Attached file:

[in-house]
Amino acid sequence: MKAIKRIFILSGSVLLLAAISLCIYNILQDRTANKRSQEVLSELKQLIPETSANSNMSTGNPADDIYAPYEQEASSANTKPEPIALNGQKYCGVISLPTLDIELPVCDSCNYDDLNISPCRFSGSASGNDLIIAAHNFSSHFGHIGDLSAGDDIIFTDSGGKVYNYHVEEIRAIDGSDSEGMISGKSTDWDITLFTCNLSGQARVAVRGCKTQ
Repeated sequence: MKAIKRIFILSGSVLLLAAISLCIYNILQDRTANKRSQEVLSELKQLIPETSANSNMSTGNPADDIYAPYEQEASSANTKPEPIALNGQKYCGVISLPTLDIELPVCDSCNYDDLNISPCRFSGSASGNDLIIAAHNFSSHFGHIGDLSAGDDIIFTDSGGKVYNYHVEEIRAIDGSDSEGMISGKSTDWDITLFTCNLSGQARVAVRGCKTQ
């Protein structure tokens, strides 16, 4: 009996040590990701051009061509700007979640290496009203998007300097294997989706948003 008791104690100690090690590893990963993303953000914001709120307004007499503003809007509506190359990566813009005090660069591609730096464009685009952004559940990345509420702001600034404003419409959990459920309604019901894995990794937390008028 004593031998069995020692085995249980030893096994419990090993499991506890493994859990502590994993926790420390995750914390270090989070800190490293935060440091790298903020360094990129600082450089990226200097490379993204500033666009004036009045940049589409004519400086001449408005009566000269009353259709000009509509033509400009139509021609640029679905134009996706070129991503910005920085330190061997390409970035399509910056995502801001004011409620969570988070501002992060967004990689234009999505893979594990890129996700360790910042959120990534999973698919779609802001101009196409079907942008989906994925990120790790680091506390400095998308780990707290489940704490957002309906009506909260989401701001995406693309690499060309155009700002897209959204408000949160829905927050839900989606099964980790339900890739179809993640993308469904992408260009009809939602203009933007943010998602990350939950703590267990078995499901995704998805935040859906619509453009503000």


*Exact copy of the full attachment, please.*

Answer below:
[in-house]
Amino acid sequence: MKAIKRIFILSGSVLLLAAISLCIYNILQDRTANKRSQEVLSELKQLIPETSANSNMSTGNPADDIYAPYEQEASSANTKPEPIALNGQKYCGVISLPTLDIELPVCDSCNYDDLNISPCRFSGSASGNDLIIAAHNFSSHFGHIGDLSAGDDIIFTDSGGKVYNYHVEEIRAIDGSDSEGMISGKSTDWDITLFTCNLSGQARVAVRGCKTQ
Repeated sequence: MKAIKRIFILSGSVLLLAAISLCIYNILQDRTANKRSQEVLSELKQLIPETSANSNMSTGNPADDIYAPYEQEASSANTKPEPIALNGQKYCGVISLPTLDIELPVCDSCNYDDLNISPCRFSGSASGNDLIIAAHNFSSHFGHIGDLSAGDDIIFTDSGGKVYNYHVEEIRAIDGSDSEGMISGKSTDWDITLFTCNLSGQARVAVRGCKTQ
């Protein structure tokens, strides 16, 4: 009996040590990701051009061509700007979640290496009203998007300097294997989706948003 008791104690100690090690590893990963993303953000914001709120307004007499503003809007509506190359990566813009005090660069591609730096464009685009952004559940990345509420702001600034404003419409959990459920309604019901894995990794937390008028 004593031998069995020692085995249980030893096994419990090993499991506890493994859990502590994993926790420390995750914390270090989070800190490293935060440091790298903020360094990129600082450089990226200097490379993204500033666009004036009045940049589409004519400086001449408005009566000269009353259709000009509509033509400009139509021609640029679905134009996706070129991503910005920085330190061997390409970035399509910056995502801001004011409620969570988070501002992060967004990689234009999505893979594990890129996700360790910042959120990534999973698919779609802001101009196409079907942008989906994925990120790790680091506390400095998308780990707290489940704490957002309906009506909260989401701001995406693309690499060309155009700002897209959204408000949160829905927050839900989606099964980790339900890739179809993640993308469904992408260009009809939602203009933007943010998602990350939950703590267990078995499901995704998805935040859906619509453009503000």